Diet composition and selection of recently reintroduced elk in Missouri

Trenton N. Smith, Barbara J. Keller, M. Colter Chitwood, Lonnie P. Hansen, Joshua J. Millspaugh

Research output: Contribution to journalArticlepeer-review

6 Scopus citations


Since elk (Cervus elaphus) were extirpated from eastern North America, they have been successfully reintroduced in numerous eastern states and one Canadian province. In forest-dominated areas, reintroductions of large ungulates can create potential for conflict with humans if elk select agriculture or private property to meet nutritional needs. We determined the seasonal diet selection of recently reintroduced elk in the Missouri Ozarks by comparing diet composition with availability of 12 forage classes. We measured diet composition using microhistological analysis of feces collected from June 2011 through February 2013, and we determined forage availability through vegetation sampling. Elk selected grains and cool-season grasses over all other forage classes across all seasons and years except during summer 2012 and fall 2012. Legumes were the most highly consumed forage class for all seasons and years. Native forbs were selected during summer and fall 2012 but were not selected during 2011. Approximately half (44.6%) of the annual elk diet was comprised of species cultivated in managed forage openings. Clover (Trifolium spp.), alfalfa (Medicago sativa), and common lespedeza (Kummerowia spp.) were the most prevalent species in the elk diet, indicating the importance of managed forage openings for the Missouri elk herd. However, during a drought in 2012 elk diet shifted to native species, likely because elk became more selective of forages that met their nutritional needs. In forest-dominated landscapes, where conflict with humans on privately owned land is possible, we recommend the creation of forage openings composed of cool-season grasses and legumes to increase forage availability for elk. We recommend management for natural open lands that promote native forbs and grasses given they provide a valuable food source when environmental conditions affect availability, nutritional quality, or palatability of cultivated forages and because cultivated forage openings are not always an option in some areas or over long time periods.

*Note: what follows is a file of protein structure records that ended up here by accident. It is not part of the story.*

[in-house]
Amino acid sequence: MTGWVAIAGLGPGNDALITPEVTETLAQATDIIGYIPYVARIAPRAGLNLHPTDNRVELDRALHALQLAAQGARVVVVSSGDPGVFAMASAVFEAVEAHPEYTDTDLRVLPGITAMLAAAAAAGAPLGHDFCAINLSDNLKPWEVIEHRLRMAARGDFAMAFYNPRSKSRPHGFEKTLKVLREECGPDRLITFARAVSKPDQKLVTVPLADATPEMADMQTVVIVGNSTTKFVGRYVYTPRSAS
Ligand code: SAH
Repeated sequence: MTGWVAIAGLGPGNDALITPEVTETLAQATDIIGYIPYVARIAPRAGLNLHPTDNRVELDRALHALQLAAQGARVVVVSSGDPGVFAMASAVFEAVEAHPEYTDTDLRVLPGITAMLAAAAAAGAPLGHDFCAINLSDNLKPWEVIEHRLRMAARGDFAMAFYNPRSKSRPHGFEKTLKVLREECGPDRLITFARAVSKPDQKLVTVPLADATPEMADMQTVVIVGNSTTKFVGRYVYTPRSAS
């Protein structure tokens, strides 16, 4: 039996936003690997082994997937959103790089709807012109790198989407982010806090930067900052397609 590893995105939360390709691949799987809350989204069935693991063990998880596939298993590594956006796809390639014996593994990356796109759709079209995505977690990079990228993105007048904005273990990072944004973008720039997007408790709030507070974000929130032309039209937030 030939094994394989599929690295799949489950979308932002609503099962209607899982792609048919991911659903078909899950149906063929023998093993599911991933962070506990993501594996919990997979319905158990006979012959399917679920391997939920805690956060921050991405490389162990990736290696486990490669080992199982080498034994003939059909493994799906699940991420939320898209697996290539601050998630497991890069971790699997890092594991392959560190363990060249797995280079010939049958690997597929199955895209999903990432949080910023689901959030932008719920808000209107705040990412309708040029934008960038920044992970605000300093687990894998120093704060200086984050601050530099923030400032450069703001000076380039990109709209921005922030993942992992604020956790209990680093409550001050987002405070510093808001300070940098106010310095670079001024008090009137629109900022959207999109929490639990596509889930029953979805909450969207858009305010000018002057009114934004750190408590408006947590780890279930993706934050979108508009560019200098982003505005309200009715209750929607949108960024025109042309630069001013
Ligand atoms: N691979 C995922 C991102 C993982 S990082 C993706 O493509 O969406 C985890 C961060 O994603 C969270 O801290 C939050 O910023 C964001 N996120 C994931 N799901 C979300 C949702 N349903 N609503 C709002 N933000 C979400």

Original languageEnglish
Pages (from-to)143-159
Number of pages17
JournalAmerican Midland Naturalist
Issue number1
StatePublished - Jul 1 2018


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